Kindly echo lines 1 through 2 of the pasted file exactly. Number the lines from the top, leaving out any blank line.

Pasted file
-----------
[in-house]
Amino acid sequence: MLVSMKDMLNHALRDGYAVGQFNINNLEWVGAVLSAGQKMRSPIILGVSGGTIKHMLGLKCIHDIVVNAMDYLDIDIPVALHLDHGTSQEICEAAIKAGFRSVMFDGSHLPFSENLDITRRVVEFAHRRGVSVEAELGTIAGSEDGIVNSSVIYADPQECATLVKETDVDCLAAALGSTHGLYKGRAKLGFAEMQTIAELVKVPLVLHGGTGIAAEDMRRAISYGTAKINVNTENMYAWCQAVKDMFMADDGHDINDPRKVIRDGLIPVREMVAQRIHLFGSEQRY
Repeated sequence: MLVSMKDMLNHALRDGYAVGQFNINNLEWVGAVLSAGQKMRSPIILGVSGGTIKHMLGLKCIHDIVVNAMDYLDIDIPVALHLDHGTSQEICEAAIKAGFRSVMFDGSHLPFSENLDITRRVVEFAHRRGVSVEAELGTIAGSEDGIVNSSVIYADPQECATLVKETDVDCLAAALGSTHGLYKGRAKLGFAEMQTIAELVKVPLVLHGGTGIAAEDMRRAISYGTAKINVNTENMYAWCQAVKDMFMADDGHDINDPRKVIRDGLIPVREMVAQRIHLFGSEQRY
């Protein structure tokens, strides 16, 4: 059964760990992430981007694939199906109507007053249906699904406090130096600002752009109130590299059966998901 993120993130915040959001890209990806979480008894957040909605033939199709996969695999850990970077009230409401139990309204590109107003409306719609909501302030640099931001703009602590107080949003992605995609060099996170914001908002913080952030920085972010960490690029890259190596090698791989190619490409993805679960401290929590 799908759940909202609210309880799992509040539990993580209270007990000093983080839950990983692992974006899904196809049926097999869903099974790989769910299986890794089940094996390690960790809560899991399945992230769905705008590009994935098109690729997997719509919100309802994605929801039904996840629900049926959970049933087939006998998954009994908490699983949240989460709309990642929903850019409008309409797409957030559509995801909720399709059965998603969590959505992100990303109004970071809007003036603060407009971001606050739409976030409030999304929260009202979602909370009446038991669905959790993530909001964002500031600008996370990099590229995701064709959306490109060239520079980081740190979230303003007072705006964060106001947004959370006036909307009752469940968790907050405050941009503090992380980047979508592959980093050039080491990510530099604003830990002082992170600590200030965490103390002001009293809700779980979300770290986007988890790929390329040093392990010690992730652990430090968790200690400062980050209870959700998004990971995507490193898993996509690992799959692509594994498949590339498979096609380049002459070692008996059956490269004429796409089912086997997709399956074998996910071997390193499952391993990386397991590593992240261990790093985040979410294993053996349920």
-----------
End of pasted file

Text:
[in-house]
Amino acid sequence: MLVSMKDMLNHALRDGYAVGQFNINNLEWVGAVLSAGQKMRSPIILGVSGGTIKHMLGLKCIHDIVVNAMDYLDIDIPVALHLDHGTSQEICEAAIKAGFRSVMFDGSHLPFSENLDITRRVVEFAHRRGVSVEAELGTIAGSEDGIVNSSVIYADPQECATLVKETDVDCLAAALGSTHGLYKGRAKLGFAEMQTIAELVKVPLVLHGGTGIAAEDMRRAISYGTAKINVNTENMYAWCQAVKDMFMADDGHDINDPRKVIRDGLIPVREMVAQRIHLFGSEQRY